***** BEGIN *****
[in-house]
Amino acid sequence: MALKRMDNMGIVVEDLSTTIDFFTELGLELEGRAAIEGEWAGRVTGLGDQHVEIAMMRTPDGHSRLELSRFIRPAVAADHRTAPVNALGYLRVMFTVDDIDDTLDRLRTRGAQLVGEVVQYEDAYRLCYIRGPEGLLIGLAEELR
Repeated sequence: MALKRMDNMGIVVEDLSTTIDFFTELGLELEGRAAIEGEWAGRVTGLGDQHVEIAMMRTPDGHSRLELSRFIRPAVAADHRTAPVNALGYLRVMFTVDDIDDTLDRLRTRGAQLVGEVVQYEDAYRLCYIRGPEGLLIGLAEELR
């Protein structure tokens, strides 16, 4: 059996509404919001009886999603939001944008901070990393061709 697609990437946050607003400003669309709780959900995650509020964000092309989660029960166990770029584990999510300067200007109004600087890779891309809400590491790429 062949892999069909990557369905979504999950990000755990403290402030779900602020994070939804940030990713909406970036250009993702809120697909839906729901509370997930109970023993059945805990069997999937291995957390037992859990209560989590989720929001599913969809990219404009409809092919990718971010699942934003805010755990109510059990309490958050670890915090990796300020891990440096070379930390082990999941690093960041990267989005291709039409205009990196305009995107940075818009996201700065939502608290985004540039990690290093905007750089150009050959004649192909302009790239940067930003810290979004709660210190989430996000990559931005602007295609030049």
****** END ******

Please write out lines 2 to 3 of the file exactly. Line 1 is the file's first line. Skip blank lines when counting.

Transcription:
Amino acid sequence: MALKRMDNMGIVVEDLSTTIDFFTELGLELEGRAAIEGEWAGRVTGLGDQHVEIAMMRTPDGHSRLELSRFIRPAVAADHRTAPVNALGYLRVMFTVDDIDDTLDRLRTRGAQLVGEVVQYEDAYRLCYIRGPEGLLIGLAEELR
Repeated sequence: MALKRMDNMGIVVEDLSTTIDFFTELGLELEGRAAIEGEWAGRVTGLGDQHVEIAMMRTPDGHSRLELSRFIRPAVAADHRTAPVNALGYLRVMFTVDDIDDTLDRLRTRGAQLVGEVVQYEDAYRLCYIRGPEGLLIGLAEELR